As APSE celebrates its 50th anniversary, we asked former presidents to discuss the past and the future of the organization. In today’s spotlight is Vince Doria, who was president from 1983-84.
What did you do as president of APSE?
“Our biggest accomplishment, a project I continued with after my presidency expired, was the drafting of a code of ethics for APSE, which was sent to all the professional leagues to make them aware of the journalistic standards that APSE aspired to. This led quickly to what became annual meetings with the various league commissioners.”
“Our first year, as I recall, included Pete Rozelle of the NFL, Peter Ueberroth of MLB, David Stern of the NBA, and John Ziegler of the NHL. These meetings put a group of about 20 APSE members into face-to-face annual meetings with the commissioners, a chance to air various issues and concerns, and for the commissioners to develop personal relationships, and see APSE as the aggregate face of hundreds of newspapers around the country. It’s a practice that continues through today, and has expanded to the NCAA, NASCAR, and others.”
What advice would you give to APSE and its presidents for the next 10 years? 50 years?
“My advice for the next 10 years, and the next 50 years, would be, despite how platforms may change from print to digital and beyond, to maintain the bedrock standards of journalism — fairness, accuracy, thoroughness — regardless of how those platforms evolve.”
Should APSE meet once or twice a year?
“I would hope APSE continues to gather twice a year. I know resources are not what they used to be, and funding travel is a serious issue for most organizations. I found the greatest value at APSE was the in-person contact we had, the chance not only to exchange ideas, but to get to know other folks in the same profession, to see how they thought, what motivated them. The more opportunities for that, the better.”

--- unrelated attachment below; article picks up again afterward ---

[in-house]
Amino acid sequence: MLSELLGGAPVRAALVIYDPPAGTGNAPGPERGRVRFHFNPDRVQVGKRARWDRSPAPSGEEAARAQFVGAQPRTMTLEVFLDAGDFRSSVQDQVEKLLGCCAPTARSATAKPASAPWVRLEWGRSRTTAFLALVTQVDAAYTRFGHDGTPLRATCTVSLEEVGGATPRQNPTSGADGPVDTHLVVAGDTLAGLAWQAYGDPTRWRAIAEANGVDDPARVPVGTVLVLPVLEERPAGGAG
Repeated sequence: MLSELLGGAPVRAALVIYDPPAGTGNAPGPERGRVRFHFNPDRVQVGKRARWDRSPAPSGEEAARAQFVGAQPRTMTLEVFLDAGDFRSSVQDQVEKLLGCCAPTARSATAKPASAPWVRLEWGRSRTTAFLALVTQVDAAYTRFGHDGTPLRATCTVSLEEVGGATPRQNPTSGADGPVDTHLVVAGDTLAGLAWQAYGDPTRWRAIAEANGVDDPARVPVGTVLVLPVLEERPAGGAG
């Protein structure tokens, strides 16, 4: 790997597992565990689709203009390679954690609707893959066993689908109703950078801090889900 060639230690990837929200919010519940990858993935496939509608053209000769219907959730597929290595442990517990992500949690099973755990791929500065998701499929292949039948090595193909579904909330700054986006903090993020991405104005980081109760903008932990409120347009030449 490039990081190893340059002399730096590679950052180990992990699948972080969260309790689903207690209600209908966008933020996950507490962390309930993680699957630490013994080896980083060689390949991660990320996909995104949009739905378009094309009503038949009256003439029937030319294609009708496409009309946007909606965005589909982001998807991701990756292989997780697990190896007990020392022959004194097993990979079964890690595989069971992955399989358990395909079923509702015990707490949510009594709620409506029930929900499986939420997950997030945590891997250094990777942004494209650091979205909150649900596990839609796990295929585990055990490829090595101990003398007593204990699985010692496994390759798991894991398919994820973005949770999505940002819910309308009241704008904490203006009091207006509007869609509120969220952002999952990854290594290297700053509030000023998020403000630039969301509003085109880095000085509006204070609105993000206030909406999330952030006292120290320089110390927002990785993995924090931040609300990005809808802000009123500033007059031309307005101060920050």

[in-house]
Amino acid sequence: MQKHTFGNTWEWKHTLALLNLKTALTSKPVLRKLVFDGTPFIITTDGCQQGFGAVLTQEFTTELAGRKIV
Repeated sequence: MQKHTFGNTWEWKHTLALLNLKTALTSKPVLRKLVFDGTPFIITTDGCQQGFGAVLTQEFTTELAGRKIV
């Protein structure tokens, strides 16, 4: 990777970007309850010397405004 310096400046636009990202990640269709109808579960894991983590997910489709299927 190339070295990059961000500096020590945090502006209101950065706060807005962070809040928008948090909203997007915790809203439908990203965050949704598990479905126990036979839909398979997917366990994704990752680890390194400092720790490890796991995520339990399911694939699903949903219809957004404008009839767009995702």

Should the contest judge writing only or continue as is — writing and sections?
“The contest was a hot topic for debate 40 years ago, and it seems that hasn’t changed much. Like all contests, the winners are happy, those who don’t win are disappointed and often believe there is reason for change.
“At The Boston Globe, where I was the sports editor from 1978 to 1989, we were lucky enough to win all three section categories two years running. It led to the widespread perception that we were the best sports section in the country. That, of course, was unfair to dozens of other papers.”
“There is no way, in viewing a handful of sections, that anyone can have a real sense of the impact a section has on a daily basis in the community, how it is faring against the competition, how thorough and innovative it is in its coverage of the local scene. Eventually, the contest was changed to simply honoring 10 sections in each category”
“Writing, of course, is much easier to judge and compare, than a handful of sections to represent a daily challenge. That said, I would hope the section judging continues. For those who win, it’s an affirmation that they are doing good work, and creates a sense of pride among editors, the copy desk, the agate clerks and others who are rarely recognized.”
“For those who don’t win, I would hope they would understand that a contest like this is hardly a definitive arbiter of how well a section is performing. Put it behind you, and continue to do the best job you can, with the resources you have. There is always another contest coming down the road.”